Exploring the history and experiences of mixed heritage persons and inter-racial relationships across the world
World War II heralded a marked shift in human history apart from the fighting itself. It was responsible for the eventual formalising of a form of migration - refugees - and it marked the beginning of the end of the second period of colonialism.
After the war, Europe had over 40 million refugees or as they were called then 'displaced persons'. The United Nations Relief and Rehabilitation Administration was set up in 1943, to provide humanitarian relief and to aid repatriation but this was in a different world from what was before the war. Many, many people were forced to migrate even into circumstances that were to their detriment; for example, many Russian refugees and Prisoners of War were treated as traitors on their repatriation back to Russia. People who had changed citizenship many years before the war found themselves being transported to places of origin that they had left decades ago. Some 2 million people are estimated to have died during these forced migrations. (see http://en.wikipedia.org/wiki/War_refugee#World_War_II_and_UNHCR for more horrific details.)
Europe was not the only place where forced migration happened, between 1941 to 1949 an estimated 120,000 Japanese Americans and Japanese residing in the United States were forcibly interned in ten different camps across the US. These people had to resettle themselves after the war. The Japanese defeat in the Far East meant that thousands of Japanese were expelled from places like Manchuria, Korea and Taiwan.
The creation of the Soviet Union created another set of immigrants running away from what they viewed as an oppressive and dangerous regime. Some of them settled in Britain, particularly Poles and Ukrainians. In the 1951 census, the Polish-born population of the UK numbered some 162,339 up four fold from 1931. Following the crushing of the 1956 Hungarian revolution, over 20,000 Hungarians came to Britain.
The International Refugee Organization (IRO) was formed in in 1947 and evolved into United Nations High Commissioner for Refugees (UNHCR) in 1950. The formalisation of refugee status plays a major role in the post war immigration that continues to this day.
After the war, many colonies especially British ones, sought to encourage immigration. Australia implemented many strategies taking up many refugees via the International Refugee Organization who sponsored over 180,000 people. The 'Bring A Briton' campaign and the 'Ten Pound Poms' assisted packages revealed the Australians bias to encouraging white, preferably British, immigration but they also received many non-English speaking people. South Africa, the Federation of Rhodesia and Nyasaland also sought to attract mainly working class ex-servicemen where for example the economic boom in Southern Rhodesia prompted the immigration of about 200,000 white settlers between 1945 and 1970, taking the white population up to 270,000. Kenya, on the other hand, attempted to attract upper class ex-officers. This period stands out in sharp contrast to today's Governments' positions on economic, which this was, immigration.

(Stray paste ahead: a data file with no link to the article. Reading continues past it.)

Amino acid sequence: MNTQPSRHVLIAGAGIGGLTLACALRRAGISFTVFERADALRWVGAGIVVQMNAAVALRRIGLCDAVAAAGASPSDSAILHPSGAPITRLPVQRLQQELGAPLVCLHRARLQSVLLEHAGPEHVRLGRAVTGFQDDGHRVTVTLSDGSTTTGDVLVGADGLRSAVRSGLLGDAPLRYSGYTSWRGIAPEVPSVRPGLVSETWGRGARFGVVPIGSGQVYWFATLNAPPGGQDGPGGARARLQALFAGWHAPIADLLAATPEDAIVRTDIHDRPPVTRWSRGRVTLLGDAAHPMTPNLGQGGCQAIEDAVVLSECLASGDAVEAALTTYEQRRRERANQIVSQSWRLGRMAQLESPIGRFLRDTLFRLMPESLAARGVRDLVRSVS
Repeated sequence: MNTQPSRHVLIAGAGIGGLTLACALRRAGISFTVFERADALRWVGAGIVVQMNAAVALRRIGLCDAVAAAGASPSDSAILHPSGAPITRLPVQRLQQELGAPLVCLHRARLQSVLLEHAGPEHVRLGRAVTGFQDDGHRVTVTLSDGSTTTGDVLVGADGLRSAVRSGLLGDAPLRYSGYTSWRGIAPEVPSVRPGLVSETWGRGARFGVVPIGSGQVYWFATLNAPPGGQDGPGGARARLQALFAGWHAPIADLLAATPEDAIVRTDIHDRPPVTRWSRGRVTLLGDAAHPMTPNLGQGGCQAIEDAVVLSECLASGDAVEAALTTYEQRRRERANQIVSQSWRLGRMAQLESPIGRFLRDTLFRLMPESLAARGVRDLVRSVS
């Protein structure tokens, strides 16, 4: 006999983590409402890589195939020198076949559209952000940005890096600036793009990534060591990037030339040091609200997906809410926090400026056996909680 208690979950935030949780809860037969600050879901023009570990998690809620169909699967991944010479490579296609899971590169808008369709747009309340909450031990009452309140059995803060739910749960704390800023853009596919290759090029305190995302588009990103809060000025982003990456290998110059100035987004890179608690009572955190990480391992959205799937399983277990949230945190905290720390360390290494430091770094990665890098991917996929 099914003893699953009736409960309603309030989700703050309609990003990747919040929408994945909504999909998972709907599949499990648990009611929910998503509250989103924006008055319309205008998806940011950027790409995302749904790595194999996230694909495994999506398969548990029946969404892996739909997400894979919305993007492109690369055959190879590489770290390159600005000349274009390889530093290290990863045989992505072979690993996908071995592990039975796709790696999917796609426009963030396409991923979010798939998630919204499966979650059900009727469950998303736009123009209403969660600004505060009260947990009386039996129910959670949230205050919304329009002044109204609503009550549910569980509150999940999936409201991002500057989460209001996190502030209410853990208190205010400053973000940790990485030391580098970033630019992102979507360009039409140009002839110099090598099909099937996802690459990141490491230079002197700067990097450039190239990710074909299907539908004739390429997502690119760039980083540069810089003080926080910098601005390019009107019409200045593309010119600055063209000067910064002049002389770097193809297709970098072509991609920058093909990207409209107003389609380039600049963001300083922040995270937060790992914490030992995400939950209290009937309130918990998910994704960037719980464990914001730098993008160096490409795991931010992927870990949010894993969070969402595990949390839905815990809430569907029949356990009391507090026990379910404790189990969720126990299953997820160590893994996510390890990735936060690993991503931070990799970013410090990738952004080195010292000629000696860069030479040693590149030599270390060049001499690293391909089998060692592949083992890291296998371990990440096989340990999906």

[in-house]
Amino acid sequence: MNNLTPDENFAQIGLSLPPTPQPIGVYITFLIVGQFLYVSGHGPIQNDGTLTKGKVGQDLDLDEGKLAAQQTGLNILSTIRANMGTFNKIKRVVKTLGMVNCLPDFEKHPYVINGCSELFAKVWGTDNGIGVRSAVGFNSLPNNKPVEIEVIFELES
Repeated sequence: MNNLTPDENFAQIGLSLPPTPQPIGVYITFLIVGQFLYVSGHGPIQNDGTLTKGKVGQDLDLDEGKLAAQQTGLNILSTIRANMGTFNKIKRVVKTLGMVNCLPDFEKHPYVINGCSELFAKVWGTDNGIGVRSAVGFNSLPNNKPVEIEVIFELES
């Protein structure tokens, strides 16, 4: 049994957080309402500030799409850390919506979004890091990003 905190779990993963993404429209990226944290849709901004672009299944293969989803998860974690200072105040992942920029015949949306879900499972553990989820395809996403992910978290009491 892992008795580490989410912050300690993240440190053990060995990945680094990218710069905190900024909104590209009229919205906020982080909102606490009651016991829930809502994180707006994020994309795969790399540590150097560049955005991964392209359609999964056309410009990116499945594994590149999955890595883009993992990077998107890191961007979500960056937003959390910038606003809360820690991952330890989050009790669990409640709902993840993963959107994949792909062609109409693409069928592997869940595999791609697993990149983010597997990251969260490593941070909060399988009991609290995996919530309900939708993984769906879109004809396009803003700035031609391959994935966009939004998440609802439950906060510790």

The brakes on mainly European immigration to the colonies came from the wave of post war independence movements. Wave after wave of countries, many of them, non-settler colonies became independent. For the settler colonies the writing was on the wall and immigration reduced as it became obvious that the benefits of immigration were in danger of being erased and these counties descended into civil/independence wars. South Africa and Rhodesia (Zimbabwe) held out for some time but as in Rhodesia during the independence war, more Europeans left than arrived. After independence, settler colonies lost a significant number of European origin citizens.
The European descendants though were not the only ones immigrating out of Africa, so were many native Africans as Asylum seekers (the term used before one is recognised as a refugee) as country after country, mainly in Africa, descended into civil war or dictatorship. Many of these refugees turned to the colonising country for sanctuary. Internally displaced people and those who just slipped over the border sometimes into even worse circumstances increased over this period as well. See http://en.wikipedia.org/wiki/War_refugee for more information.
Asylum seeking and economic migration now plays a major role in immigration in many of the previous colonising powers much to the chagrin of the local working class population whose benefit from empires was limited or non-existent. Many of the immigrant families are now second or even third generation and contribute immensely to the multiculturalism that exists in many of these countries.
This post serves mainly as a useful pre-cursor to the articles on immigration and multiculturalism.